Atrial Fibrillation & Extreme Heat (Florida Edition)

Woman lying on couch sweating with tand on forehead holding paper fan

The Sunshine State boasts a subtropical climate that means hot and humid conditions for most of the year. During the summer, we often get temperatures over 90°F, and the combination of high temperatures and humidity can make it feel even hotter than it is.

These prolonged periods of excessively high temperatures can pose significant health risks to vulnerable populations such as the elderly, children, and individuals with pre-existing health conditions.

According to the American Heart Association, extreme heat can exacerbate existing cardiovascular conditions and even trigger new ones. Atrial fibrillation, or Afib, is among them. In this article, we’ll talk about the effects of Florida’s heat on cardiovascular health, specifically focusing on atrial fibrillation. By understanding the connection between heat and heart health, we can take measures to protect against heat-related cardiovascular issues.

What Is Atrial Fibrillation?

The heart comprises four chambers: the upper two (atria) and the lower two (ventricles). The atria act as the heart’s pacemaker and keep heartbeats in sync. Afib is a common heart rhythm disorder characterized by irregular heartbeats, which happen when the atria are out of sync with the ventricles. This results in ineffective blood pumping to and from the heart, which means less oxygenated blood reaching the rest of the body. Afib increases the risk of complications such as stroke, heart failure, and other heart-related problems. Treatment for Afib may include medication, lifestyle changes, cardiac catheter ablation procedures to restore normal heart rhythm, and managing underlying health conditions.

How Florida’s Heat Affects Cardiovascular Health

High temperatures strain the heart, which increases the risk of cardiovascular events, including Afib. One notable effect is that it increases the heart rate. As the body attempts to dissipate heat and maintain a stable internal temperature, the heart works harder to pump blood to the skin for cooling purposes. This increased demand on the heart can lead to a higher resting heart rate, potentially putting additional stress on the cardiovascular system.2

Heat exposure can also result in elevated blood pressure levels. The body’s response to heat includes peripheral vasodilation, where blood vessels near the skin widen to facilitate heat loss through sweating and increased blood flow to the skin’s surface. However, this vasodilation can decrease blood pressure in some individuals, prompting compensatory mechanisms such as increased heart rate and constriction of blood vessels elsewhere to maintain adequate blood flow to vital organs. These adjustments can contribute to temporary spikes in blood pressure, particularly in individuals with pre-existing hypertension.2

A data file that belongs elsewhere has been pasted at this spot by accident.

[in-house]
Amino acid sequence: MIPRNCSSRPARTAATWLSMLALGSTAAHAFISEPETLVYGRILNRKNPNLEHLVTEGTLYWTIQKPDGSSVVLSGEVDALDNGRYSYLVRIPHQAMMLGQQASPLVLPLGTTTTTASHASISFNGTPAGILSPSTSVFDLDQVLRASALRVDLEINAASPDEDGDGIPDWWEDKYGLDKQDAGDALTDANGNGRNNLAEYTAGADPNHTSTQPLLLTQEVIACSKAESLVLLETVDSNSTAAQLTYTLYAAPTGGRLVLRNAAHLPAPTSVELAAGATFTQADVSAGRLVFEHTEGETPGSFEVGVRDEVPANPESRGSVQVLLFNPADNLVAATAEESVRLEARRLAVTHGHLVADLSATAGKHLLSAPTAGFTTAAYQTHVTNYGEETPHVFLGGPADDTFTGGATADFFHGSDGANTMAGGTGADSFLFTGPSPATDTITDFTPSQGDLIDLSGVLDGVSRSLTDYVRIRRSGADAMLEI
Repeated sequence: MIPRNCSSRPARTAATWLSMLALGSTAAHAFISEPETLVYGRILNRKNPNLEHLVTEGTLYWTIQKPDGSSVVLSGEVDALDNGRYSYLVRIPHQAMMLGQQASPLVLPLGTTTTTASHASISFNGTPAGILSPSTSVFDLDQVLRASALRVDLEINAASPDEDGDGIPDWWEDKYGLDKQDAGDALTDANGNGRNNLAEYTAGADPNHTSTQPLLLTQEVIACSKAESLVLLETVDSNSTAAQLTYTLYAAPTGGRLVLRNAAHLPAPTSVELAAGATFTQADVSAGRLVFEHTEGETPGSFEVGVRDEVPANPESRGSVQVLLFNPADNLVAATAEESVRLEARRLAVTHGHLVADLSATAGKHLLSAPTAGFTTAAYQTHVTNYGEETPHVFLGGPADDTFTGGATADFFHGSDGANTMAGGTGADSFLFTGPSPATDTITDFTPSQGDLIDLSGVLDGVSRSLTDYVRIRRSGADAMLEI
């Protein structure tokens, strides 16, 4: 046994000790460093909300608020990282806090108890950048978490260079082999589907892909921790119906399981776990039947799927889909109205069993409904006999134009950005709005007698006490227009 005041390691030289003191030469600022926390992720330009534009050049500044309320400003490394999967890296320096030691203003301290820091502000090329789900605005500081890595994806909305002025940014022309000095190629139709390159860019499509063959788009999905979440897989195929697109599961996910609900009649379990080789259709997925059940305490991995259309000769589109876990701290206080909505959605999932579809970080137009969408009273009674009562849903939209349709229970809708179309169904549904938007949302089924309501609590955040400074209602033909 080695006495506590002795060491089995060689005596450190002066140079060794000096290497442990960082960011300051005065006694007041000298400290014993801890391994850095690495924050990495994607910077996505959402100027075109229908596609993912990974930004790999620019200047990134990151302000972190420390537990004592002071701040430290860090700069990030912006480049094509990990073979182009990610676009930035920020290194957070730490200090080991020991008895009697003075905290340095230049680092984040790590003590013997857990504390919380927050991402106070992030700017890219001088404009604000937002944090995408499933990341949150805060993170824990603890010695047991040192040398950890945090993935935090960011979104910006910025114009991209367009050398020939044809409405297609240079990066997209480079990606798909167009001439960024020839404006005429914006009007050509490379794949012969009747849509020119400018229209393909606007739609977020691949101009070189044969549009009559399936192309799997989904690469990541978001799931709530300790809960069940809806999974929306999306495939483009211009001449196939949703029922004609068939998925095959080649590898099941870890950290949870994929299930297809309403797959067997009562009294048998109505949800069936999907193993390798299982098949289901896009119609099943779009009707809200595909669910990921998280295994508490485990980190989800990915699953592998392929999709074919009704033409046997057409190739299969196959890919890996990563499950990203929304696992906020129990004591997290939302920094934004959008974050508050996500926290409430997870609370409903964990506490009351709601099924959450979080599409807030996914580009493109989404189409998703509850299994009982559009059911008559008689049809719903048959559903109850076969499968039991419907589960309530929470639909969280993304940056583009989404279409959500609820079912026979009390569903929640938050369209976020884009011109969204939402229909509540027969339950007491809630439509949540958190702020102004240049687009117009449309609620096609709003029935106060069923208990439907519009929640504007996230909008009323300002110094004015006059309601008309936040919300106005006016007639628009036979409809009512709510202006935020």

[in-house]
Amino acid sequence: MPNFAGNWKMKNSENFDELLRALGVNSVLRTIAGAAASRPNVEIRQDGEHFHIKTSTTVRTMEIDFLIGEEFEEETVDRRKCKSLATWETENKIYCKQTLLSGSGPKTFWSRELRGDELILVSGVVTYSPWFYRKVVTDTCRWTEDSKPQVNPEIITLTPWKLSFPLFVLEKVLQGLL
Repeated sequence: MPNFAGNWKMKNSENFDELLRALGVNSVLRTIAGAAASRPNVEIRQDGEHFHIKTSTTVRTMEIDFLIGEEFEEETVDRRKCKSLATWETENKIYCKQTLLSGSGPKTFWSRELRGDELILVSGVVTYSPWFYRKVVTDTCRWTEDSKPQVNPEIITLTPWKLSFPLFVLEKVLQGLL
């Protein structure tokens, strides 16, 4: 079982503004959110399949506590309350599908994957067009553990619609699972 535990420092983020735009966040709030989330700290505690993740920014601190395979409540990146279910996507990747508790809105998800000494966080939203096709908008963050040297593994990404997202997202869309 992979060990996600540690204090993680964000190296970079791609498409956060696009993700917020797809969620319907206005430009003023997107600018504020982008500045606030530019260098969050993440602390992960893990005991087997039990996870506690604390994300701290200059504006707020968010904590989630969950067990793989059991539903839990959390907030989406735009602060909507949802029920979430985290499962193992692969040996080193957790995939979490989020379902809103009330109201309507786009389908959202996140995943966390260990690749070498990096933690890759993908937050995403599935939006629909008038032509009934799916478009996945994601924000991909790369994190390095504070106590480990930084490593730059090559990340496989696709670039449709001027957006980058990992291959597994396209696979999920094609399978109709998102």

Increased heart rate and blood pressure stress the heart, particularly in individuals with underlying cardiovascular conditions. Prolonged exposure to high temperatures can worsen existing cardiac issues and increase the risk of heart attacks and arrhythmias.

How to Protect Your Heart When Out in the Heat

Stay Hydrated
The American Heart Association emphasizes the importance of staying hydrated, especially during hot weather, to prevent dehydration and maintain optimal cardiovascular function. Drinking plenty of water throughout the day helps regulate body temperature and supports heart health.

Avoid Overheating
Stay indoors during the hottest part of the day, use fans or air conditioning to cool indoor spaces, and wear light-colored, loose-fitting clothing made of breathable fabrics. Taking cool showers or baths and using cold compresses can help lower body temperature and provide relief from the heat.

Avoid Strenuous Activity
Strenuous physical activity during peak heat hours can increase the risk of heat-related illnesses and cardiovascular strain. To avoid overexertion, it’s important to schedule outdoor activities during cooler times of the day, such as early morning or late evening.

Exercise and being out and about are very important for continued health, but Florida’s hot and humid temperatures pose significant risks to cardiovascular health, particularly increasing the risk of Afib. It is very important to stay hydrated, keep cool, and avoid excess activity during periods of extreme heat. By prioritizing heart health and implementing preventive strategies, you can enjoy Florida’s warm climate without serious effects on cardiovascular health.


  1. Florida Department of Health. Health Effects of Summer Heat in Florida.; 2015.
  2. Chen H, Zhang X. Influences of Temperature and Humidity on Cardiovascular Disease among Adults 65 Years and Older in China. Frontiers in Public Health. 2023;10. doi:
  3. American Heart Association. 5 Ways to Keep Your Heart Safe in Extreme Heat. American Heart Association.
  4. Paul A, Alex R, Jacob JR, Yadav B. Effects of Heat Stroke on Surface ECG: a Study on Clinical Outcomes. Heart Asia. 2019;11(2):e011221. doi:
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